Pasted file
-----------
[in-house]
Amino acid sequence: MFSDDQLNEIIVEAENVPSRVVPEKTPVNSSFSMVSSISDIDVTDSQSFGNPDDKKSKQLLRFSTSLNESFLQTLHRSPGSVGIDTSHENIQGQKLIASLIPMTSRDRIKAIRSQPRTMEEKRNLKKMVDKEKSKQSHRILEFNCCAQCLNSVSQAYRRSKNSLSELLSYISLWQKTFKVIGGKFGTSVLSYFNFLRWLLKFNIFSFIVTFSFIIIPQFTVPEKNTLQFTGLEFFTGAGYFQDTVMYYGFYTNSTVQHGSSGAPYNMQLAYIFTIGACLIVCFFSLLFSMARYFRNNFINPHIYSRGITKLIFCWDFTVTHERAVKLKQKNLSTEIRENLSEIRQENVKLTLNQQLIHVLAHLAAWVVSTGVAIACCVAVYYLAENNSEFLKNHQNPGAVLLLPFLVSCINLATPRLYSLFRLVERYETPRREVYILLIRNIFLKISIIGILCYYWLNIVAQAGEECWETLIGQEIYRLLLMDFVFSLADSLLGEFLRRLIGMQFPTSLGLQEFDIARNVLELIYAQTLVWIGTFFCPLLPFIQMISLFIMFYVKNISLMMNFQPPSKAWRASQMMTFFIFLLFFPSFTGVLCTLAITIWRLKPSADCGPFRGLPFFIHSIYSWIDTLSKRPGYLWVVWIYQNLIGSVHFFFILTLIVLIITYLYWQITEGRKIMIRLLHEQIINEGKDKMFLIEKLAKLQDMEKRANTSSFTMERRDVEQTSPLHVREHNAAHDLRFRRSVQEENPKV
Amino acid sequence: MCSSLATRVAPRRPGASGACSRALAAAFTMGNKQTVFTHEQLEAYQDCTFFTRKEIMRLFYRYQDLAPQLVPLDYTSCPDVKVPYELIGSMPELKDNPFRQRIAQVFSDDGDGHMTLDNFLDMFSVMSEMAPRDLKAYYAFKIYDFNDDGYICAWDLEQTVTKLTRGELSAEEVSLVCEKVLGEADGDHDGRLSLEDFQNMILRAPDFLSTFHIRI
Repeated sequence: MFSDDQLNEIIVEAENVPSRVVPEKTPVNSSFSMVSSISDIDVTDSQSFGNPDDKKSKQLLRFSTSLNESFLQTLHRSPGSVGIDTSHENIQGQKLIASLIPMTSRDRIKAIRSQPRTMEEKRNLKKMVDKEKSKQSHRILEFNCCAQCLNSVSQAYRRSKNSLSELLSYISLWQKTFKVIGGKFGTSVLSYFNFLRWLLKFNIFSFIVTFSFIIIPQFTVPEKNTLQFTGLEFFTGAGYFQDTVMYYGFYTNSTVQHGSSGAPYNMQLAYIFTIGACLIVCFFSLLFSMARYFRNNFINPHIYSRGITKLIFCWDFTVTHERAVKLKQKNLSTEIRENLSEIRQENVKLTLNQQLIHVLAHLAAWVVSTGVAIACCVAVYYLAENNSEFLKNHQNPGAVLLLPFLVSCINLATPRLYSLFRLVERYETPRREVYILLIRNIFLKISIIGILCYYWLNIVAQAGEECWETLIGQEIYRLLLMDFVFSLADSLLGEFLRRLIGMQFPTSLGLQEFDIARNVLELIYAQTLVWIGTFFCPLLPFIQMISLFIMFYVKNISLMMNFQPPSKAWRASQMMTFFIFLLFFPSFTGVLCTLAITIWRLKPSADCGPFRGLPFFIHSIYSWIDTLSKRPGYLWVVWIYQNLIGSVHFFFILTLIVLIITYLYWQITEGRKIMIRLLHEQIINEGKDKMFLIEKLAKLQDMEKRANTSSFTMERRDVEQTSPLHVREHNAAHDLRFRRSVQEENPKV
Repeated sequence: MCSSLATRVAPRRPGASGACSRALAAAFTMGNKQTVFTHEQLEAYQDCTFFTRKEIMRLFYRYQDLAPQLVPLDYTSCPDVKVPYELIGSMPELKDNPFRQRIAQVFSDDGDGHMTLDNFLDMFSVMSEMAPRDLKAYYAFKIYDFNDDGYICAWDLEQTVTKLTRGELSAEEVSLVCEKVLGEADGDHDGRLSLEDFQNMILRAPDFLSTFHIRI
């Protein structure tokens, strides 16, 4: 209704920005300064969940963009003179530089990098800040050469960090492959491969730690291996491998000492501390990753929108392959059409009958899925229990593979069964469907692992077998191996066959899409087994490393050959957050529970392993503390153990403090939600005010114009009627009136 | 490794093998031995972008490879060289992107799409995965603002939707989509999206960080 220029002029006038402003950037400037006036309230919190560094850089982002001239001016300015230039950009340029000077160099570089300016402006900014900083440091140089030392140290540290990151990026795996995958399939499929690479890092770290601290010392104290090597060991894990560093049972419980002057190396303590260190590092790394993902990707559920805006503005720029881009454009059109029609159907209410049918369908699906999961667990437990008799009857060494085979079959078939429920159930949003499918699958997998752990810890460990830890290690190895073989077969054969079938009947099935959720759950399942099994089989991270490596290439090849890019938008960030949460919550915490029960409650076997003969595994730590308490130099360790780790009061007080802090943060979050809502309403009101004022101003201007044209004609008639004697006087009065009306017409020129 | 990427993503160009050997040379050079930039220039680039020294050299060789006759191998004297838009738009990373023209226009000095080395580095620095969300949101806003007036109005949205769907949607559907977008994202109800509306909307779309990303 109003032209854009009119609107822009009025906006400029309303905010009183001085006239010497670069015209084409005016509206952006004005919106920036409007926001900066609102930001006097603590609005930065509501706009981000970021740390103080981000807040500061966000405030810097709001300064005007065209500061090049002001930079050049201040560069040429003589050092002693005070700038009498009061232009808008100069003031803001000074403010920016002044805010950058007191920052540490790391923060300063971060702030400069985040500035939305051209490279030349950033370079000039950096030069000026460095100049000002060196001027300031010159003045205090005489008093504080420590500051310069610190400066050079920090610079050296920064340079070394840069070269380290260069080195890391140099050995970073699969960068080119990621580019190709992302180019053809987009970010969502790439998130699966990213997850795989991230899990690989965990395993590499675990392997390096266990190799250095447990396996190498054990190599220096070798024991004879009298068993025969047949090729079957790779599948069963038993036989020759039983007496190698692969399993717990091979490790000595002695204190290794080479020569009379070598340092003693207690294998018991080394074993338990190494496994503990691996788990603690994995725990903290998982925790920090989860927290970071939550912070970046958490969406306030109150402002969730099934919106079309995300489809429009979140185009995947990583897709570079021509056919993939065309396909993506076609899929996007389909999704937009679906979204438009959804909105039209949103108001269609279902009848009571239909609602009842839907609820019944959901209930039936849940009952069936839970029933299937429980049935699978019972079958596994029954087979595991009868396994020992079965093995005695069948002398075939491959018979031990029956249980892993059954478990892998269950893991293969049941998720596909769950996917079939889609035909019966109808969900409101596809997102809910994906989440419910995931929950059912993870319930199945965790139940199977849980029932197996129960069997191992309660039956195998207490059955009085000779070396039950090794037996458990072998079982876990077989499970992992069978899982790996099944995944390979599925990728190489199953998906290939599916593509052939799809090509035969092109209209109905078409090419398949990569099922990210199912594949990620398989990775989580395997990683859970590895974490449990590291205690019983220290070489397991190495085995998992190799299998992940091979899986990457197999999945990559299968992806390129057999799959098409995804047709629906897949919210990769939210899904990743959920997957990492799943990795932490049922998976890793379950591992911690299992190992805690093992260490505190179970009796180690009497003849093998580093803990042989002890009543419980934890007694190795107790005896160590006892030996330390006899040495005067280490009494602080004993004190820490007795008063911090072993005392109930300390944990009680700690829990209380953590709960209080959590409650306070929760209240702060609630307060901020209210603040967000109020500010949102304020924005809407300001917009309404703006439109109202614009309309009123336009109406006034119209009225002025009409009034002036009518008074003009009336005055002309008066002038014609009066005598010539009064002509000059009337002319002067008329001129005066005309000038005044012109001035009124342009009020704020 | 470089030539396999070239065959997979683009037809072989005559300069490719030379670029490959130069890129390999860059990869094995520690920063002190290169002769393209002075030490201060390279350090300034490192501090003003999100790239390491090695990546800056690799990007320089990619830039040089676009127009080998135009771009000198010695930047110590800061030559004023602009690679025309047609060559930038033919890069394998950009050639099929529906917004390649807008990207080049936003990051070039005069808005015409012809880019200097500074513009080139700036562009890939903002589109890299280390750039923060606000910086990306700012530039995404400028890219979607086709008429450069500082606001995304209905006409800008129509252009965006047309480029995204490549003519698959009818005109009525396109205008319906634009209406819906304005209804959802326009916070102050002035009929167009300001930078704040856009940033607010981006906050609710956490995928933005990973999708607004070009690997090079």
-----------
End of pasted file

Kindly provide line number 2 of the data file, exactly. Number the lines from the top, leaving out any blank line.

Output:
Amino acid sequence: MFSDDQLNEIIVEAENVPSRVVPEKTPVNSSFSMVSSISDIDVTDSQSFGNPDDKKSKQLLRFSTSLNESFLQTLHRSPGSVGIDTSHENIQGQKLIASLIPMTSRDRIKAIRSQPRTMEEKRNLKKMVDKEKSKQSHRILEFNCCAQCLNSVSQAYRRSKNSLSELLSYISLWQKTFKVIGGKFGTSVLSYFNFLRWLLKFNIFSFIVTFSFIIIPQFTVPEKNTLQFTGLEFFTGAGYFQDTVMYYGFYTNSTVQHGSSGAPYNMQLAYIFTIGACLIVCFFSLLFSMARYFRNNFINPHIYSRGITKLIFCWDFTVTHERAVKLKQKNLSTEIRENLSEIRQENVKLTLNQQLIHVLAHLAAWVVSTGVAIACCVAVYYLAENNSEFLKNHQNPGAVLLLPFLVSCINLATPRLYSLFRLVERYETPRREVYILLIRNIFLKISIIGILCYYWLNIVAQAGEECWETLIGQEIYRLLLMDFVFSLADSLLGEFLRRLIGMQFPTSLGLQEFDIARNVLELIYAQTLVWIGTFFCPLLPFIQMISLFIMFYVKNISLMMNFQPPSKAWRASQMMTFFIFLLFFPSFTGVLCTLAITIWRLKPSADCGPFRGLPFFIHSIYSWIDTLSKRPGYLWVVWIYQNLIGSVHFFFILTLIVLIITYLYWQITEGRKIMIRLLHEQIINEGKDKMFLIEKLAKLQDMEKRANTSSFTMERRDVEQTSPLHVREHNAAHDLRFRRSVQEENPKV